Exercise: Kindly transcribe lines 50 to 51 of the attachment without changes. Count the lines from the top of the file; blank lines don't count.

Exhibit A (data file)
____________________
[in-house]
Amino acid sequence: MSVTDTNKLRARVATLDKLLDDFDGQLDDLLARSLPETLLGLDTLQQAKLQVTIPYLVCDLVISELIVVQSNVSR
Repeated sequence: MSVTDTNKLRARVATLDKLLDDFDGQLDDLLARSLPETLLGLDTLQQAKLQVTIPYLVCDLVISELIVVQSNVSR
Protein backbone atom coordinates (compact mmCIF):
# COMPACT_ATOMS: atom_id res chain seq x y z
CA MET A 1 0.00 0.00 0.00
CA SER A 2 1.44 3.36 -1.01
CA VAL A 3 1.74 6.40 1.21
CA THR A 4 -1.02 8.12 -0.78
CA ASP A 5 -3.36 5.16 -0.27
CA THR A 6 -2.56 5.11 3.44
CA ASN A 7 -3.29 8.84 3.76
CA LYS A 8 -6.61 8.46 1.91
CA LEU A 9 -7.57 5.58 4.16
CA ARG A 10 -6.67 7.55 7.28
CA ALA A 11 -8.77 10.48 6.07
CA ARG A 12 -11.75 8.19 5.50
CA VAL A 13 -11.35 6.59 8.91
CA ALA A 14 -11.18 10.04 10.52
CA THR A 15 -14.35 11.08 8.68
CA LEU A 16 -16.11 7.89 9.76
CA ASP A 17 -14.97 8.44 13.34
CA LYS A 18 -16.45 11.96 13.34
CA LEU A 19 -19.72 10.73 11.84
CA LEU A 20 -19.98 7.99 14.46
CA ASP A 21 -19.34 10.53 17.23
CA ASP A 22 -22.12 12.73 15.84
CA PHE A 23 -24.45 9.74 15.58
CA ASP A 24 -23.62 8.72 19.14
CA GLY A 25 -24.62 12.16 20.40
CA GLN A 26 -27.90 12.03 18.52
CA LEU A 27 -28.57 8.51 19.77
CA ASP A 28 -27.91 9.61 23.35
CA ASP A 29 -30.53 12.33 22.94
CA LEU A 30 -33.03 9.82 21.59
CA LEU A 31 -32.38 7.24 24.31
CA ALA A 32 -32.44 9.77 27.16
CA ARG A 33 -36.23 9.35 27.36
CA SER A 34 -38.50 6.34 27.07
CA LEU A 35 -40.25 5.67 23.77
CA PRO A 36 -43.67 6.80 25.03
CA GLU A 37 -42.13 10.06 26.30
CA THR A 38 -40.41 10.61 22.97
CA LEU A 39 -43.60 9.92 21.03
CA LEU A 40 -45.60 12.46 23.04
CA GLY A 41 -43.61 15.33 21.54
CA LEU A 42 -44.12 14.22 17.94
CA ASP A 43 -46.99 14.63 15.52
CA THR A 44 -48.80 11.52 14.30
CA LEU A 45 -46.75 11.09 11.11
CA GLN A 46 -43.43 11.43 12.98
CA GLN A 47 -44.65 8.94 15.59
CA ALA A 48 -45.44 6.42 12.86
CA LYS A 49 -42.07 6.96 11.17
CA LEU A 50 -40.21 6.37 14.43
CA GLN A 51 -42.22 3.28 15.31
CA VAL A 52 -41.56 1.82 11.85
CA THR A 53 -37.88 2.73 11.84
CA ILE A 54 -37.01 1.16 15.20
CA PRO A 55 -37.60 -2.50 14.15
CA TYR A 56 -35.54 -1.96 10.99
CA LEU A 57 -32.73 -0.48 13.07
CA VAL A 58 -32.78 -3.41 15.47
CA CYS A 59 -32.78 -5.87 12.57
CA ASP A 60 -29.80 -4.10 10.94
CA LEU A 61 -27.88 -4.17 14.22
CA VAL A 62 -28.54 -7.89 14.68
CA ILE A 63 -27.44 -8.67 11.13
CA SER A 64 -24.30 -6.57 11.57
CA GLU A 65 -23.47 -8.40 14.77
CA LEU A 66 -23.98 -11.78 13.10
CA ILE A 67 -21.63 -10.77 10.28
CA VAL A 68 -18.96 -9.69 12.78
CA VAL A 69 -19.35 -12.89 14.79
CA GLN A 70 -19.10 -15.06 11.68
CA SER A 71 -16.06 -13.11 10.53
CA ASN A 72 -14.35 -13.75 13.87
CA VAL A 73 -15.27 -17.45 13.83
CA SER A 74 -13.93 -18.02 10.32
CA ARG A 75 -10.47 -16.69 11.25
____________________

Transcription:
CA LEU A 45 -46.75 11.09 11.11
CA GLN A 46 -43.43 11.43 12.98